Dan Williamson / Duluth News Tribune

"This is too serious to let the so-called religious people one more time to dominate the discourse," Mitulski said. "I thank God and I thank Goddess for the right to choose and for the right to abortion, and we have got to speak up in our religious assemblies. ... Speak up. Stand up. Say the word 'abortion.' Say the word 'contraception.' Say the word 'birth control.' Say the word 'condom.' Say these words in places where people are uncomfortable before they become illegal."

WE Health Clinic, the only abortion provider in northern Minnesota, northern Wisconsin and the Upper Peninsula, could become more in demand for out-of-state patients.

State Reps. Liz Olson and Jennifer Schultz, both DFL-Duluth, spoke at the rally — nothing that the state Senate is controlled by Republicans and not even the DFL-controlled House currently has a majority willing to codify abortion access.

"We know that if we're complacent, things change," Olson said. "We've been seeing these waiting periods, we've seen the medically dubious information that doctors are forced to share, we've seen the bills to add onerous license restrictions — all of that has (been introduced in the Legislature) right here in our own state."

Duluth NAACP President Classie Dudley urged attendees to go beyond simply attending a rally. She said activists need to “fight for our lives” at every level of government, forcing the issue in places where they may not feel welcomed or comfortable.

A man holds up a sign during a protest
Wayne Pulford, of Proctor, holds up a sign that reads "Abortion Is Healthcare" during a pro-choice protest in front of Duluth City Hall on Saturday.
Dan Williamson / Duluth News Tribune

"It's lovely to see you here on a nice (Saturday) afternoon. But show up on Monday night when you're tired after work, after you’ve had dinner and you want to go to bed. Because you know who is depending on it? These people who need abortion rights, these people who are looking for housing, these people who are living in poverty, these people who are living in pain. Because it's the 1% that is keeping us down and until we unite they are going to keep doing this work against us.”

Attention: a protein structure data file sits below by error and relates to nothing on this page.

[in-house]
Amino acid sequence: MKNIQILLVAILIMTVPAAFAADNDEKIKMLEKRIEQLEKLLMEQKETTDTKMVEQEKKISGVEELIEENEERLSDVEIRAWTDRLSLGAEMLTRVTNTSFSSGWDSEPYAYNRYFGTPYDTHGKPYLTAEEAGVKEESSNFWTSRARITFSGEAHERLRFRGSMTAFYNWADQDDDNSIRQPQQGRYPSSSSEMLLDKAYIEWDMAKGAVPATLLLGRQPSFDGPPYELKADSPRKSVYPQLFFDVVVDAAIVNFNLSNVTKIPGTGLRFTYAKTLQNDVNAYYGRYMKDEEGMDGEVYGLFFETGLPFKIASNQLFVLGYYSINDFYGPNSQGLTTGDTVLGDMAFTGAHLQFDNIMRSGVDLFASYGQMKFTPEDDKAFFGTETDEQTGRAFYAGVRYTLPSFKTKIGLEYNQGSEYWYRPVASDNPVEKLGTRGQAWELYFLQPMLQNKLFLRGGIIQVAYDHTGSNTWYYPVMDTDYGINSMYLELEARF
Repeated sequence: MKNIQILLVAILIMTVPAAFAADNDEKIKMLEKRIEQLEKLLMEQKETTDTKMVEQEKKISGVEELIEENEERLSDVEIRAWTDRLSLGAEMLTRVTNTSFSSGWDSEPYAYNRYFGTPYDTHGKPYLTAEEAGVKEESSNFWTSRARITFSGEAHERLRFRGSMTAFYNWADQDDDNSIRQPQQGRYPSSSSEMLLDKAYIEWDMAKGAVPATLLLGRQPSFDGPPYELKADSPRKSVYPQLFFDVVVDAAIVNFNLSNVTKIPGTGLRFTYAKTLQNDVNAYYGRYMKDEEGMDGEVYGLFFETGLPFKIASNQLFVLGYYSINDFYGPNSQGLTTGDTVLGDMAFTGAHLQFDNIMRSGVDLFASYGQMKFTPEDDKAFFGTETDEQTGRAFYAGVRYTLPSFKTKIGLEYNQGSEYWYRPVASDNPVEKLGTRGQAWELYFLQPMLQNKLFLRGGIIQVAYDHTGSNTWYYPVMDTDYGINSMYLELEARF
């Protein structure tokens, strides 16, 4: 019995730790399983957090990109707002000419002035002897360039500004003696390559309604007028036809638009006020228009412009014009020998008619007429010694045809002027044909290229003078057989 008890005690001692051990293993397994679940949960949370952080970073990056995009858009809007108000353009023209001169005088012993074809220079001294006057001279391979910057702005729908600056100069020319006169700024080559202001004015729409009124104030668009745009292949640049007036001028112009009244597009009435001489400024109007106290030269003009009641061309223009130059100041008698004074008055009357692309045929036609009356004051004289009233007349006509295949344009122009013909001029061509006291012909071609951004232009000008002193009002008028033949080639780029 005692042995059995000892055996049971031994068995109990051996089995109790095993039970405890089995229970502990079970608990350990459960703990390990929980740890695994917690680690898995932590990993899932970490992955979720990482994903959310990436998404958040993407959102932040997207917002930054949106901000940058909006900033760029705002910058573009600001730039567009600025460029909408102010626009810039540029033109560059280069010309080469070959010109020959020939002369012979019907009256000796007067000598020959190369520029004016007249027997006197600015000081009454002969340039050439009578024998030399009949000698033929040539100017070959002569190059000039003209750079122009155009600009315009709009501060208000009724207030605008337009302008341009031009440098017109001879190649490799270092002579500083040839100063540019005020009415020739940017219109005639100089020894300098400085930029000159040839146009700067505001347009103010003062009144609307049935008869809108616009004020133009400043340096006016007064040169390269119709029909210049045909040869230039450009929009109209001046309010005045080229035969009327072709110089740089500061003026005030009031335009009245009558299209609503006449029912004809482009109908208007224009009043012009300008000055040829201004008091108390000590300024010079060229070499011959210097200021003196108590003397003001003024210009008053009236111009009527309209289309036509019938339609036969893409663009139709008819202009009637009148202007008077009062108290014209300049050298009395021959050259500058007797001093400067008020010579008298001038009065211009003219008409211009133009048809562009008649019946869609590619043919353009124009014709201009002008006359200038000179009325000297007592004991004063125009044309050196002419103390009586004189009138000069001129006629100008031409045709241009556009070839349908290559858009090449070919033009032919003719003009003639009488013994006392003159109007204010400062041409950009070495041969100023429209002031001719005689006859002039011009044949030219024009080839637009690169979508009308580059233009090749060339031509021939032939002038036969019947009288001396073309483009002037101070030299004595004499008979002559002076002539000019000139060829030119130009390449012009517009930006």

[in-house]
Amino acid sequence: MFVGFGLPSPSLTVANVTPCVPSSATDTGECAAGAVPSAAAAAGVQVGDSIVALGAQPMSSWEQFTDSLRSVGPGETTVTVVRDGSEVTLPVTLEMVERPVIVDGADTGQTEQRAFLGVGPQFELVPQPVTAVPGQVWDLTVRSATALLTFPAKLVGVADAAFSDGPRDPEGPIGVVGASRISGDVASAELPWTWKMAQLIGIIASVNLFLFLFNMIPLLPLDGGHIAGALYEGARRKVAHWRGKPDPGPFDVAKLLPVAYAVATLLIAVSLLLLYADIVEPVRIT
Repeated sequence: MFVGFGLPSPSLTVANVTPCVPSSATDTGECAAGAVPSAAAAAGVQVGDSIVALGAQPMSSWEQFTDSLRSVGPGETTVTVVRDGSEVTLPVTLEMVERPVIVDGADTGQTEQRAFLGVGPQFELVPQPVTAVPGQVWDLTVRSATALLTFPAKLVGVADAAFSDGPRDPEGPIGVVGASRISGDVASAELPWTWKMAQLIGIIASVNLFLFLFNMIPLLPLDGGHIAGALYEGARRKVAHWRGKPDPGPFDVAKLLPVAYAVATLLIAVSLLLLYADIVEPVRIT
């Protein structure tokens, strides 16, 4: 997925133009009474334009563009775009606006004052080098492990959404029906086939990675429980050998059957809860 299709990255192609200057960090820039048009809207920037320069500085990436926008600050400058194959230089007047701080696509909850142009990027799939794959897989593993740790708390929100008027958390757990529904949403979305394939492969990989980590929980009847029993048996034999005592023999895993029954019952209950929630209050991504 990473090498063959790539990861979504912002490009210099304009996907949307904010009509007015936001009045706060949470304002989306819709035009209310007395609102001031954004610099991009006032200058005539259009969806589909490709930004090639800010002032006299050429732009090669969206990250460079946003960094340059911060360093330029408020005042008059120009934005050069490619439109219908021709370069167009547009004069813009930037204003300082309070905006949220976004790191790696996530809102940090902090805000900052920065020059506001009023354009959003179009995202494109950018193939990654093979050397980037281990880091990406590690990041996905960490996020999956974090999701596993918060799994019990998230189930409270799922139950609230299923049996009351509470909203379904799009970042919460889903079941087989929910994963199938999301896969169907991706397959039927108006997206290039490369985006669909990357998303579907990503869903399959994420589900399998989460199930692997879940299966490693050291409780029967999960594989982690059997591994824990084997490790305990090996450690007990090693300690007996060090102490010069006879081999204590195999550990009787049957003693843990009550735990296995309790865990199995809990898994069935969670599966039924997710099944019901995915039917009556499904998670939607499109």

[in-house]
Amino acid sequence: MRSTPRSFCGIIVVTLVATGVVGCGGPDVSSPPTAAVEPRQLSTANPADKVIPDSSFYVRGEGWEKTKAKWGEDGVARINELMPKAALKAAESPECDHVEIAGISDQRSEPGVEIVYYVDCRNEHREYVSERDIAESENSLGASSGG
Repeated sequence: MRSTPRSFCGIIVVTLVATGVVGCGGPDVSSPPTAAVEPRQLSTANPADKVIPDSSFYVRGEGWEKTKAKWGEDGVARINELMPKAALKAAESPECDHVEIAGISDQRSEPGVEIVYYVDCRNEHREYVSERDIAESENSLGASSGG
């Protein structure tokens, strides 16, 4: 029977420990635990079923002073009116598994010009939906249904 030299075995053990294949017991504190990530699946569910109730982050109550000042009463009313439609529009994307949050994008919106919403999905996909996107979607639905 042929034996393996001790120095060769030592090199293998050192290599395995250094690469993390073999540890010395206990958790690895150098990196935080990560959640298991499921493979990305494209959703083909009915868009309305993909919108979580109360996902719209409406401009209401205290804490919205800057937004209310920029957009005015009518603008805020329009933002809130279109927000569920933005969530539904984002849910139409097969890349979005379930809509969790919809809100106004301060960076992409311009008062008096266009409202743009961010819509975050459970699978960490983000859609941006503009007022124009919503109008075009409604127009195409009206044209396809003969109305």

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Maggie Meyer, executive director of Pro-Choice Minnesota, said abortion should be “safe, legal and accessible” and that there “should be as many abortions as people need.”

“I know we're all really tired,” she said. “But I want you to keep up this outrage. Remember this feeling when the decision comes out.”

People gather at Duluth City Hall for a protest
The crowd listens as Ollie Morris, lead clinic escort/recovery room assistant with the WE Health Clinic, speaks at the top of the steps in front of Duluth City Hall during a pro-choice protest on Saturday,
Dan Williamson / Duluth News Tribune
People gathered for a protest listen to a speaker
People listen while Ollie Morris, lead clinic escort/recovery room assistant with the WE Health Clinic, speaks at the top of the steps in front of Duluth City Hall during a pro-choice protest on Saturday.
Dan Williamson / Duluth News Tribune

Tom Olsen has covered crime and courts for the Duluth News Tribune since 2013. He is a graduate of the University of Minnesota Duluth and a lifelong resident of the city. Readers can contact Olsen at 218-723-5333 or tolsen@duluthnews.com.